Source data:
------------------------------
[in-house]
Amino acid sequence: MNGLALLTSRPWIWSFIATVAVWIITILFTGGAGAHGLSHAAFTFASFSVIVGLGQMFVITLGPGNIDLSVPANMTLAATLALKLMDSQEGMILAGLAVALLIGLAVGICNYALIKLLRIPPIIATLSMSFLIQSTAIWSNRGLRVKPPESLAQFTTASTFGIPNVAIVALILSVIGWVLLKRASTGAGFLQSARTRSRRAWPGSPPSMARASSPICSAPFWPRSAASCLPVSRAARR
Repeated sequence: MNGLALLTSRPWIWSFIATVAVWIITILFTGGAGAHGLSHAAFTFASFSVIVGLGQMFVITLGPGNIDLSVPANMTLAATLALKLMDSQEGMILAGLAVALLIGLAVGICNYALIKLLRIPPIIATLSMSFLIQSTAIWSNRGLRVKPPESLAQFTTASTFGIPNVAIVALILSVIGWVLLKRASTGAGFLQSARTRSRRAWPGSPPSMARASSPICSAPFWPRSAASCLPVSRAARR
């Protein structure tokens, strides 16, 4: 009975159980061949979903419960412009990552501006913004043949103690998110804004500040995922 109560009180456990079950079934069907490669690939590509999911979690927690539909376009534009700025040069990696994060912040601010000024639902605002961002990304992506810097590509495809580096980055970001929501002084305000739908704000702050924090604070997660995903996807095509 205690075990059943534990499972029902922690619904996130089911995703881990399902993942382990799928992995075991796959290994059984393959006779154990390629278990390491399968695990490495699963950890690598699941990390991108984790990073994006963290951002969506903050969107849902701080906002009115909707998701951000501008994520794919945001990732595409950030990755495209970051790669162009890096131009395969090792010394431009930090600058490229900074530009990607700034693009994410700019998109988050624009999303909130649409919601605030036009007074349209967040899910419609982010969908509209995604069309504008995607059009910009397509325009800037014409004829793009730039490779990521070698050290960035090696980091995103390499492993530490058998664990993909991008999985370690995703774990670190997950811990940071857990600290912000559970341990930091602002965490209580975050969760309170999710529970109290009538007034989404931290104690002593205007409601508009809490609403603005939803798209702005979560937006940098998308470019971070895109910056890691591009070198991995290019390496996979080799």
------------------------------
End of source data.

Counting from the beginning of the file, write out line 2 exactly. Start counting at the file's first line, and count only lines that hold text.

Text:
Amino acid sequence: MNGLALLTSRPWIWSFIATVAVWIITILFTGGAGAHGLSHAAFTFASFSVIVGLGQMFVITLGPGNIDLSVPANMTLAATLALKLMDSQEGMILAGLAVALLIGLAVGICNYALIKLLRIPPIIATLSMSFLIQSTAIWSNRGLRVKPPESLAQFTTASTFGIPNVAIVALILSVIGWVLLKRASTGAGFLQSARTRSRRAWPGSPPSMARASSPICSAPFWPRSAASCLPVSRAARR